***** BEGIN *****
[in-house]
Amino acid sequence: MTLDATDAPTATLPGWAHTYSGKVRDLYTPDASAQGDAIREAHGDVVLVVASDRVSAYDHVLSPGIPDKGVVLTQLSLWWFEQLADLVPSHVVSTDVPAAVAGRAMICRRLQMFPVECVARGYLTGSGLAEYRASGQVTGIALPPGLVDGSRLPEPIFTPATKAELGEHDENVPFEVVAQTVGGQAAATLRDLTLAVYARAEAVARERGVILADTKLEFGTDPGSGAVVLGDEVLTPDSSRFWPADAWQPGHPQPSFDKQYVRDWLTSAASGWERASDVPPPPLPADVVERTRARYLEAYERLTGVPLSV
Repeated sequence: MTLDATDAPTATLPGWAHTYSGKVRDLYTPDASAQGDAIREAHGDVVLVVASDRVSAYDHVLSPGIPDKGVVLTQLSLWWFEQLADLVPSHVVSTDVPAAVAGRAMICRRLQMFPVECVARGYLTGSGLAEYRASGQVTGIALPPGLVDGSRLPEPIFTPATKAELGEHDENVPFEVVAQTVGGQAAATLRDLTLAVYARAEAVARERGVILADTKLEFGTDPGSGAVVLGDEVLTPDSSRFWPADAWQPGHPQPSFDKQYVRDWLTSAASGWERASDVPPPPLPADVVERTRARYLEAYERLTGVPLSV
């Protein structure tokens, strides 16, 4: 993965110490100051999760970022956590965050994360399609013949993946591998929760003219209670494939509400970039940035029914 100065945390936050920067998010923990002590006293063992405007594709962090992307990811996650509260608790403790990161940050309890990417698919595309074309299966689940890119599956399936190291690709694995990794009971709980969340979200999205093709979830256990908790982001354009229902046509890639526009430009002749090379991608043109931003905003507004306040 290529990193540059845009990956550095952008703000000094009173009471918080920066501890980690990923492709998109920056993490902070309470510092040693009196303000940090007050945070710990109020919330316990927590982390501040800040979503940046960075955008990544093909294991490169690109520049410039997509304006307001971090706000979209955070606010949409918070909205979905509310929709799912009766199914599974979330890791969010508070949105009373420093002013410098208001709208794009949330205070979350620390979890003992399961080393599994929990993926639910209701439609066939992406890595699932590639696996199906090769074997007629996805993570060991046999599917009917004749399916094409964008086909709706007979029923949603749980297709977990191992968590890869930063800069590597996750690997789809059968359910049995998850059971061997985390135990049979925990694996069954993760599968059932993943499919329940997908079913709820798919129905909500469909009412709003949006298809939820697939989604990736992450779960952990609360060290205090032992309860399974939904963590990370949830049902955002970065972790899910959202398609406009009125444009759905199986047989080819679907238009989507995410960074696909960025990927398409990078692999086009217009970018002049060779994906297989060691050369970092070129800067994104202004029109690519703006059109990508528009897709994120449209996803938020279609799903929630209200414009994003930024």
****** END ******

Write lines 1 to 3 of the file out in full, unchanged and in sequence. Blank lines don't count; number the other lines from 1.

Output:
[in-house]
Amino acid sequence: MTLDATDAPTATLPGWAHTYSGKVRDLYTPDASAQGDAIREAHGDVVLVVASDRVSAYDHVLSPGIPDKGVVLTQLSLWWFEQLADLVPSHVVSTDVPAAVAGRAMICRRLQMFPVECVARGYLTGSGLAEYRASGQVTGIALPPGLVDGSRLPEPIFTPATKAELGEHDENVPFEVVAQTVGGQAAATLRDLTLAVYARAEAVARERGVILADTKLEFGTDPGSGAVVLGDEVLTPDSSRFWPADAWQPGHPQPSFDKQYVRDWLTSAASGWERASDVPPPPLPADVVERTRARYLEAYERLTGVPLSV
Repeated sequence: MTLDATDAPTATLPGWAHTYSGKVRDLYTPDASAQGDAIREAHGDVVLVVASDRVSAYDHVLSPGIPDKGVVLTQLSLWWFEQLADLVPSHVVSTDVPAAVAGRAMICRRLQMFPVECVARGYLTGSGLAEYRASGQVTGIALPPGLVDGSRLPEPIFTPATKAELGEHDENVPFEVVAQTVGGQAAATLRDLTLAVYARAEAVARERGVILADTKLEFGTDPGSGAVVLGDEVLTPDSSRFWPADAWQPGHPQPSFDKQYVRDWLTSAASGWERASDVPPPPLPADVVERTRARYLEAYERLTGVPLSV